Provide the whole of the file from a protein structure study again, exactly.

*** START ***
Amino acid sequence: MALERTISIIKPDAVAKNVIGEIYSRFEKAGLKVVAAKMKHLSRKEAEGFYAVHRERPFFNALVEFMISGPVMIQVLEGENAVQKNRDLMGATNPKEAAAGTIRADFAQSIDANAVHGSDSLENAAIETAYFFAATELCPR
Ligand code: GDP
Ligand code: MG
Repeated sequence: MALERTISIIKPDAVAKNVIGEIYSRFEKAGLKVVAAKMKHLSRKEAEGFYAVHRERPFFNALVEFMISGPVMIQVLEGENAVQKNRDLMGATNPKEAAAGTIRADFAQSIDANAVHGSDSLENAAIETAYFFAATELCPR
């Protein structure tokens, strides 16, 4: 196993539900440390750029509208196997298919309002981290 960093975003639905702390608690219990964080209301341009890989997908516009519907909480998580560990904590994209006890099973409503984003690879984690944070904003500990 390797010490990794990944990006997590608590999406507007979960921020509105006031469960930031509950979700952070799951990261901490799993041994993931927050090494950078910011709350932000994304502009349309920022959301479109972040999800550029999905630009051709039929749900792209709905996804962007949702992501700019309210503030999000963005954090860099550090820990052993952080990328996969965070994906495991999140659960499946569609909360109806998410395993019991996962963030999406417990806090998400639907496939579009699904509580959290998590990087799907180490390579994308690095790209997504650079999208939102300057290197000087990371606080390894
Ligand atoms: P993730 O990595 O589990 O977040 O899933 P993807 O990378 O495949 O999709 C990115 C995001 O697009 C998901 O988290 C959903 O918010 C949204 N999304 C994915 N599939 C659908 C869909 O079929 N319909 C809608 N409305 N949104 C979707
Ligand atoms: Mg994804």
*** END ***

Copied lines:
Amino acid sequence: MALERTISIIKPDAVAKNVIGEIYSRFEKAGLKVVAAKMKHLSRKEAEGFYAVHRERPFFNALVEFMISGPVMIQVLEGENAVQKNRDLMGATNPKEAAAGTIRADFAQSIDANAVHGSDSLENAAIETAYFFAATELCPR
Ligand code: GDP
Ligand code: MG
Repeated sequence: MALERTISIIKPDAVAKNVIGEIYSRFEKAGLKVVAAKMKHLSRKEAEGFYAVHRERPFFNALVEFMISGPVMIQVLEGENAVQKNRDLMGATNPKEAAAGTIRADFAQSIDANAVHGSDSLENAAIETAYFFAATELCPR
């Protein structure tokens, strides 16, 4: 196993539900440390750029509208196997298919309002981290 960093975003639905702390608690219990964080209301341009890989997908516009519907909480998580560990904590994209006890099973409503984003690879984690944070904003500990 390797010490990794990944990006997590608590999406507007979960921020509105006031469960930031509950979700952070799951990261901490799993041994993931927050090494950078910011709350932000994304502009349309920022959301479109972040999800550029999905630009051709039929749900792209709905996804962007949702992501700019309210503030999000963005954090860099550090820990052993952080990328996969965070994906495991999140659960499946569609909360109806998410395993019991996962963030999406417990806090998400639907496939579009699904509580959290998590990087799907180490390579994308690095790209997504650079999208939102300057290197000087990371606080390894
Ligand atoms: P993730 O990595 O589990 O977040 O899933 P993807 O990378 O495949 O999709 C990115 C995001 O697009 C998901 O988290 C959903 O918010 C949204 N999304 C994915 N599939 C659908 C869909 O079929 N319909 C809608 N409305 N949104 C979707
Ligand atoms: Mg994804």